Years ago, I contacted the Shema Israel International Burial Society, and I asked them the following question.  Was the application of aloes and myrrh a part of ancient, Jewish burial practices?  Answer?  No.  You can ask them yourselves.  Just Google.  They told me, in email, that no such practice existed, amongst Jews of that time, as part of the burial ritual of a human body.  So, why would Nicodemus have taken "100 pounds" of aloes and myrrh there?  Perhaps for the purpose of healing "Jesus’" body, since both of those substances are healing substances.

I hope you get my point.  By the way, I have been told that the test that determines post or pre-mortem blood is called the gas chromotography test.  If that is true, then it would be interesting to find out of that test was performed.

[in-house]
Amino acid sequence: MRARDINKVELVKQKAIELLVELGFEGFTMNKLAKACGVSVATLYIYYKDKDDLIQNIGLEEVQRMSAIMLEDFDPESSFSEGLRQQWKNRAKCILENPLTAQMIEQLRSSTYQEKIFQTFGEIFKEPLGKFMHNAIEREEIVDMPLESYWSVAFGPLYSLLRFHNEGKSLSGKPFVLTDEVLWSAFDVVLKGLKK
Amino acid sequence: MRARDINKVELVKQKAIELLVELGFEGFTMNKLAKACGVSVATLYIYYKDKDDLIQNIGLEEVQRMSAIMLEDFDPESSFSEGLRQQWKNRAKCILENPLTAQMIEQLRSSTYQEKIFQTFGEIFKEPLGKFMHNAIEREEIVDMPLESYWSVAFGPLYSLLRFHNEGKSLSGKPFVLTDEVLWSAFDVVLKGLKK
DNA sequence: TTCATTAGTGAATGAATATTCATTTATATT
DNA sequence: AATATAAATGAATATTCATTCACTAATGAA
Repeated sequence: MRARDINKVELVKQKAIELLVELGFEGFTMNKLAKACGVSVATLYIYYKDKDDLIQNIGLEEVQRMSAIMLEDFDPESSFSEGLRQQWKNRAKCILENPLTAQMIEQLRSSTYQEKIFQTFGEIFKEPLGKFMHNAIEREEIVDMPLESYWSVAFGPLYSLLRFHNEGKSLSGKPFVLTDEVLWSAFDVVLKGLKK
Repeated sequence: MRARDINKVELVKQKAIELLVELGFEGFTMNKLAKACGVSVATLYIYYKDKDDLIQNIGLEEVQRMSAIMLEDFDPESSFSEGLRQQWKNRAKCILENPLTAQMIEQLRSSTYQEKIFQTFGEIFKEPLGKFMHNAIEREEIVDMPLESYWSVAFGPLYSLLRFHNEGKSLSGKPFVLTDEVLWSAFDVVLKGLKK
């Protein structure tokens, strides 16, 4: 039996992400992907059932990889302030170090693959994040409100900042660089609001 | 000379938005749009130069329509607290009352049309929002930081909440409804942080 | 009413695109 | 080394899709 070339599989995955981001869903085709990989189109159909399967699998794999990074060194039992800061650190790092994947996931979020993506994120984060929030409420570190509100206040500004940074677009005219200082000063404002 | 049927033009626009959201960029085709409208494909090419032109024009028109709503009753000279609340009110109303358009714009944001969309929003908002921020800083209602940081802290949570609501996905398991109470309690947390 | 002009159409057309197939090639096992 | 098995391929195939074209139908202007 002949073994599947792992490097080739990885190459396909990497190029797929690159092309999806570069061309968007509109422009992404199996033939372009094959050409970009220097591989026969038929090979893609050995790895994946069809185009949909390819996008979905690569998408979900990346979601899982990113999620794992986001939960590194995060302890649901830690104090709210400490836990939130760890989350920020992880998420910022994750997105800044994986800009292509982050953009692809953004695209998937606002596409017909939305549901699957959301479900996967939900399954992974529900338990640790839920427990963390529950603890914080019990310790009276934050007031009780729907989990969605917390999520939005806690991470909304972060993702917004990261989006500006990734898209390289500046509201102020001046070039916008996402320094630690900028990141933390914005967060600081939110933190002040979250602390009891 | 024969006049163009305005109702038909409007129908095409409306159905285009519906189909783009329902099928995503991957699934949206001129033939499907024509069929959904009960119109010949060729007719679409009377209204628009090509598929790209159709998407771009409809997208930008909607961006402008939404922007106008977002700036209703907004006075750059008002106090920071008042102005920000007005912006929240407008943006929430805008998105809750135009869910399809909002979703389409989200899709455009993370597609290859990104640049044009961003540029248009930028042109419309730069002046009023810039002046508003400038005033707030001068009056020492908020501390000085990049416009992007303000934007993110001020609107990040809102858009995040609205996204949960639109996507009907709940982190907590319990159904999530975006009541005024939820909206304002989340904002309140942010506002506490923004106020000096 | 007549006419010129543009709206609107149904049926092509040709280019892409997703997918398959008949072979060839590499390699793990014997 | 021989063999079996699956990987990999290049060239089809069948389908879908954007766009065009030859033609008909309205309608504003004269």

Now, I have one more thing to say, and this is a bit uncomfortable.  Could any of the STURP scientists have been influenced by religious doctrine, thus drawing conclusions about the scientific results that were skewed because of the influence of those doctrines?  Drawing the conclusion, for instance, that there exists post-mortem blood stains on the Shroud?

I was highly disturbed when I read this statement by Dr. D’Muhala, one of the STURP team members:

Where Do We Go From Here?

Editor’s Note: Tom D’Muhala was a founding member of STURP and was President of the organization from 1978 to 1996.

View on Preview by Yahoo

That is VERY disturbing.  You will see what I’m referring to, if you read all of it.